To a lot of surgeons out there, robotic surgery is a solution looking for a problem. The worst part is....the uninformed public things that "robotic surgery" must be better. It is not. It is mostly a marketing tool. A robot will not make a poor surgeon better, it just gives them an excuse to hide behind....

Disclaimer: I am a surgeon. I have used the robot (but not been certified in it is use), and I refuse to become certified A) because it offers no benefit in my elective cases B) it is contraindicated in my emergent cases (the majority) and C) as I stated, I do not believe in the benefits.

Couldn't something like this be practiced on animals first? If you want to stay in good w/ the ASPCA, become a vet for a while (seriously). Secondly, are there cases (extreme obesity?) where endoscopic or laproscopic procedures have a particular advantage, such that the possibly greater risks of the new procedure are outweighed by the known risks of a standard procedure for such cases?

The certification process, as I understand it, requires you to perform surgery using animals for the initial certification, later, you perform several surgeries on people while being proctored.

There are several surgeries that are much easier, and less morbid when done laparoscopically, but they can still be done open. There is no surgery that is done currently that must be done laparoscopicallyor via a robot - all can be done openly - and open is the fall back when you encounter problems laparoscopicallyor via robot.

For those who have not seen it, this link shows a video that (on my quick perusal) adequately shows a simple procedure done with the robot.

Comment: Re:not flaming (Score 1) 232

by quantumghost (#45297011) Attached to: Artificial Blood Made In Romania

having to clone red cells

Red cells have no nucleus, how do you "clone" them?

Grow them from stem cells, perhaps.

One could grow them from stem cells, induced pluripotent stem cells, normocytes, or a myriad of other cells. You see, mature RBCs do not have nuclei, but normoblasts or less mature RBCs do....when they mature they eject their nuclei. Anything less mature than a regular RBC is fair game.

Comment: Re:not flaming (Score 4, Insightful) 232

by quantumghost (#45292045) Attached to: Artificial Blood Made In Romania

Would something like this be accepted by groups like Jehovah's Witness' that do not accept blood transfusions?

That would be a good question. Having worked at a hospital that took over as the regional "bloodless center", I witnessed a wide variety of behaviors from JWs. Some were not very "orthodox" and would take blood, others only after consultation with their elder, others steadfastly refused. Apparently there is a lot of variation amongst individual "churches", but INAJW..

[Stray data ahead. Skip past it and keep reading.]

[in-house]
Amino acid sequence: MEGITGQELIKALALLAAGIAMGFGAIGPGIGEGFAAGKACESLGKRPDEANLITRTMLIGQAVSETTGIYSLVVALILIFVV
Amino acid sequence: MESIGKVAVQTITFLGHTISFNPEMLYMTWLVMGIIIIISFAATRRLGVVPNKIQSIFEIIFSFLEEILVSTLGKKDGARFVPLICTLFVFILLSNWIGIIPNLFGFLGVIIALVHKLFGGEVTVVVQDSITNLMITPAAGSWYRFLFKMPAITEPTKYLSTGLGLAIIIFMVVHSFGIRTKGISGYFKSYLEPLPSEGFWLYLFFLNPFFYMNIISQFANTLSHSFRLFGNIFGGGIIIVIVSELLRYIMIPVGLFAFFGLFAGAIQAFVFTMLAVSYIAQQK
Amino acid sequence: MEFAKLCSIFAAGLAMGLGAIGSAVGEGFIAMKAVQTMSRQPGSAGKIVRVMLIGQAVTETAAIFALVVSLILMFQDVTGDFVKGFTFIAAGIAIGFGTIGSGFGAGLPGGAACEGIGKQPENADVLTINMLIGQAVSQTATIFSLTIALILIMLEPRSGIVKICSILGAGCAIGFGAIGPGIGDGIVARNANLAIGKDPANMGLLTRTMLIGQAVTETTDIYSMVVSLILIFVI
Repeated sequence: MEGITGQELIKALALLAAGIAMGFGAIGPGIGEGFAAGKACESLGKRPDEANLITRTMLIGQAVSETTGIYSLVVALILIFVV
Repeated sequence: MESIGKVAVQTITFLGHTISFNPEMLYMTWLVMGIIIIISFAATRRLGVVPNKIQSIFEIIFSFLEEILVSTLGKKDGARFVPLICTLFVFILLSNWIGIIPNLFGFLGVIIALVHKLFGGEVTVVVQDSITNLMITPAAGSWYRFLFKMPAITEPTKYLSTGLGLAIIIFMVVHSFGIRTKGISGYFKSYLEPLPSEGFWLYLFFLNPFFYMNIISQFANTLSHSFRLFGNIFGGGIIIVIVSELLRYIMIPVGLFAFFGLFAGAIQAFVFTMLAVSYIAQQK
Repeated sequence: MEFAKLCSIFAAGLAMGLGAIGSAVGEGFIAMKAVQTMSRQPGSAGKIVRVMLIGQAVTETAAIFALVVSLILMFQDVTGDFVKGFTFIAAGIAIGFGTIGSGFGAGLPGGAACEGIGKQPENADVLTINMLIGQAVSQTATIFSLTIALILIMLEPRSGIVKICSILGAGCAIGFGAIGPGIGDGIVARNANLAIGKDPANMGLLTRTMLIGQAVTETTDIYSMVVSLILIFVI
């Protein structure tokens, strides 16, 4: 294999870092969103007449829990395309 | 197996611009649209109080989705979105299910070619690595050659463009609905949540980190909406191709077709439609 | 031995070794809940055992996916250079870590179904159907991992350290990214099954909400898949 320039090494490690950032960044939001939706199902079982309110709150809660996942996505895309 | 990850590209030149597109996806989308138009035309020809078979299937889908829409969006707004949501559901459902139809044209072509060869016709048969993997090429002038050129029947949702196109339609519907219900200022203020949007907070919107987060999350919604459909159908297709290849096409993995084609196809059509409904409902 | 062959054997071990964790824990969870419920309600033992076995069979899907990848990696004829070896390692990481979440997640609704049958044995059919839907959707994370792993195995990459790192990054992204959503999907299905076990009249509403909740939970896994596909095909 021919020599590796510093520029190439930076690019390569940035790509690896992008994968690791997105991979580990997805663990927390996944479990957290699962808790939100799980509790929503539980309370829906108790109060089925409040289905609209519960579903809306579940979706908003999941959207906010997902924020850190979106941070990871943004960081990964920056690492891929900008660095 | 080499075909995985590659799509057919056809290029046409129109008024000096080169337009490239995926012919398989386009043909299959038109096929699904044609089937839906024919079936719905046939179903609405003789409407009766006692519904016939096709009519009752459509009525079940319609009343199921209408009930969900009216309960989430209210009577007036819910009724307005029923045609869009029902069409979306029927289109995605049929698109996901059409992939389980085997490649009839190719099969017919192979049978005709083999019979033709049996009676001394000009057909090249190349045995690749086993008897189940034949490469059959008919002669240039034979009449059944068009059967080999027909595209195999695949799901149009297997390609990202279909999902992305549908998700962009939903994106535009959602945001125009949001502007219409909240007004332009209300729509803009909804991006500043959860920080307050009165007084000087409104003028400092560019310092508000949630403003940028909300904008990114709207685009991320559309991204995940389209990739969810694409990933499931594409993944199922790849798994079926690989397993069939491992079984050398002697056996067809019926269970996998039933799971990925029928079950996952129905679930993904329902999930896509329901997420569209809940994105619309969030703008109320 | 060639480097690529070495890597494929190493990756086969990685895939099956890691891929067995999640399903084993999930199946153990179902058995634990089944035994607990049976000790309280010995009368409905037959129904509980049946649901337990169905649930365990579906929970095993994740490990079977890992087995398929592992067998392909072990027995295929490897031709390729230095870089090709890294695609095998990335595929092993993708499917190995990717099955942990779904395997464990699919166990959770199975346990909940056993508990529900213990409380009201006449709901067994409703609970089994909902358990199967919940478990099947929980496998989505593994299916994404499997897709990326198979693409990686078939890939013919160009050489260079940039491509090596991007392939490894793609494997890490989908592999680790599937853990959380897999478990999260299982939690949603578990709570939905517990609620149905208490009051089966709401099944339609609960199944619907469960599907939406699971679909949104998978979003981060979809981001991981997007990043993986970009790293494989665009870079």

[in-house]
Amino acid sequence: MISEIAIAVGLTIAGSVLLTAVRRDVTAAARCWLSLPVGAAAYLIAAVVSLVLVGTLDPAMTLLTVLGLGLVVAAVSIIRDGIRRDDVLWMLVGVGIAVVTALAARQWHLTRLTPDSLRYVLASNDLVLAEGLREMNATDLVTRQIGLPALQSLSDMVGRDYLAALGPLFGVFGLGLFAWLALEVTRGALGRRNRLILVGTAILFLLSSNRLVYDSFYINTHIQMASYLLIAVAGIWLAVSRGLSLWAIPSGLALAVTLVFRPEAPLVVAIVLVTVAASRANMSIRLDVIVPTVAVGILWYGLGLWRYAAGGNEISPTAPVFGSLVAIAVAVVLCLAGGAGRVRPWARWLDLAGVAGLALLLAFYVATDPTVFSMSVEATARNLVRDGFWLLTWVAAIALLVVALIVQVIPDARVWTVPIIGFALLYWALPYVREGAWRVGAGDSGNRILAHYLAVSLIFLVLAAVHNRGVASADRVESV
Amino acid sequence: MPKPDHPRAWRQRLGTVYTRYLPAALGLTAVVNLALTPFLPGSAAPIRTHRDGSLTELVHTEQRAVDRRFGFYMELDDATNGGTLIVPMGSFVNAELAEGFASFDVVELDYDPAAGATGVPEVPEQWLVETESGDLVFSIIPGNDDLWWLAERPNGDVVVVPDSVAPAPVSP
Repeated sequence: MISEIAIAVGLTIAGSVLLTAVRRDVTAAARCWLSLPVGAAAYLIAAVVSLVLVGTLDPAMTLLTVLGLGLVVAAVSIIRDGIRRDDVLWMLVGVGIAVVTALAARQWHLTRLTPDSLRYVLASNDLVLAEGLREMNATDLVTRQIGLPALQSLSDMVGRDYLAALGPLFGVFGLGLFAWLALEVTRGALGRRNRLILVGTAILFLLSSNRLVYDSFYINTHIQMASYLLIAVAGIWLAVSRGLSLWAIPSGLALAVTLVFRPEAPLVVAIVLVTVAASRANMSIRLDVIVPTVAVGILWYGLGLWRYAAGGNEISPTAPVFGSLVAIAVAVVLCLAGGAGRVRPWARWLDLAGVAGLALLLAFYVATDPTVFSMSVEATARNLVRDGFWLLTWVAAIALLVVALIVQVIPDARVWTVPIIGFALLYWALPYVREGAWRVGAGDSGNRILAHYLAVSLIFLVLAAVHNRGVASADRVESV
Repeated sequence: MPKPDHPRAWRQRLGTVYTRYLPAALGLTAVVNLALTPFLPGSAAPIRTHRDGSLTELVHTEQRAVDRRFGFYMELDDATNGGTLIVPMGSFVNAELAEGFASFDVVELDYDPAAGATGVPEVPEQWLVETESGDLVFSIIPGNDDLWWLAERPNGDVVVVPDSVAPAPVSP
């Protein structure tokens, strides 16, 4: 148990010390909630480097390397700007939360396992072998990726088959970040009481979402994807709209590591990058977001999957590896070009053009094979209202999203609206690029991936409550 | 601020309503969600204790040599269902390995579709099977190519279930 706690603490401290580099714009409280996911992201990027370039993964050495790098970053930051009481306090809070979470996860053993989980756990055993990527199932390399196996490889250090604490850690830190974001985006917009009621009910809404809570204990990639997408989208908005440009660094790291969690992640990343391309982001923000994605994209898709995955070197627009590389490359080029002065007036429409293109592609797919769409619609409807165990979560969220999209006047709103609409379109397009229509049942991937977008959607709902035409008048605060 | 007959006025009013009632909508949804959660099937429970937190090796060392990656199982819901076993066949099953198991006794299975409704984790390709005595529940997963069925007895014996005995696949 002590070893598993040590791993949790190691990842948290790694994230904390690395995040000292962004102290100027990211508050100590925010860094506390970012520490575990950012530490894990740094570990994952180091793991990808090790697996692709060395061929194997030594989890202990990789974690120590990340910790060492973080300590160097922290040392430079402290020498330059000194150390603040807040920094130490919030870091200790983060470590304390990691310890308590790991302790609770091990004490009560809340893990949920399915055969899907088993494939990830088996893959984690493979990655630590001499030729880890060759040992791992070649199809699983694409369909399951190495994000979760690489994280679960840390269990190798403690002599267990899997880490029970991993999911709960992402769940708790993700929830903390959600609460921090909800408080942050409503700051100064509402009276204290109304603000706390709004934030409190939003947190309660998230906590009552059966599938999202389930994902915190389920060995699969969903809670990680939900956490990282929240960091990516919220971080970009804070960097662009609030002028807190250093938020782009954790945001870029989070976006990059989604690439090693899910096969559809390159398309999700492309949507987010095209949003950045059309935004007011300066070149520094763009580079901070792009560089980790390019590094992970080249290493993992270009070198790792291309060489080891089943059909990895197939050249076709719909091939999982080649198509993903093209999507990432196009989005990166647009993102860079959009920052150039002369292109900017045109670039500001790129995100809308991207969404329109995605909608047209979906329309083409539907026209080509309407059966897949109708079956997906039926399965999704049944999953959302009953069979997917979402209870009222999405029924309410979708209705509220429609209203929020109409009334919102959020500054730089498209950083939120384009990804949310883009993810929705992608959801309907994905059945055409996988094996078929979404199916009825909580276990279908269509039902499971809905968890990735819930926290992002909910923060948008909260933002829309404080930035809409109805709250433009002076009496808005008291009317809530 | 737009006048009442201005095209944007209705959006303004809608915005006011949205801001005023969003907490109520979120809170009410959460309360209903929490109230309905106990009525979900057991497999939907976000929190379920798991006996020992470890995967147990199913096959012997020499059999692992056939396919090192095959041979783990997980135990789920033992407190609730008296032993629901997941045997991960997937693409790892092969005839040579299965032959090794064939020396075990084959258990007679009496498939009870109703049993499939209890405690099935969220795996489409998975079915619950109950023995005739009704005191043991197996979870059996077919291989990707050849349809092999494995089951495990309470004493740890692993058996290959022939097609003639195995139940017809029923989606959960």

I'll tell you, a "bloodless" liver transplant is not for the faint of heart. I've been involved with a few transplants that required > 100 units of packed red cells. Doing these with none.....that stressed our skills to the max. And before you think that liver transplants can and therefore should be done bloodless...not all of bloodless ones survived. This would be a nice breakthrough.

It's interesting that this is still a cellular based concept, having to clone red cells and somehow transferring the hemerythrin. The linked article did not specify much detail.

Comment: Re:4^4 (Score 3, Informative) 141

by quantumghost (#45177327) Attached to: Reprogrammed Bacterium Speaks New Language of Life

Codons are sets of three letters. Every creature has its own unique codon table - every three letters (GATC) make up one codon, so there are 64 possibilities.

Almost. Every species has its own take on tRNA codong, but there is a lot of similarity up to the Kingdom level

But the fun thing is that many codons actually code for the same amino acid, but take different times to complete the process. Either because some molecular rotation is taking place or just because it's a time delay to allow folding to complete elsewhere. Then sometimes the sequence is used in reverse order (creating a back-to-front version of whatever is made) and sometimes even the sequence of letters is read with an offset of one or two letters, so essentially one group of letters can code for six different chains of amino acids.

Uh, no...not molecular rotation or time delay....this is actually more of a planned overlap. Pretty neat how nature planned this one. And as for mRNA being converted to a protein using tRNA (tranlation), it is strict one-way encoding (5' to 3' IIRC). dsDNA (but not ssDNA) (transscription) may be read in either direction, but mRNA not so (is is very much like ssDNA)

"Engineering without management is art." -- Jeff Johnson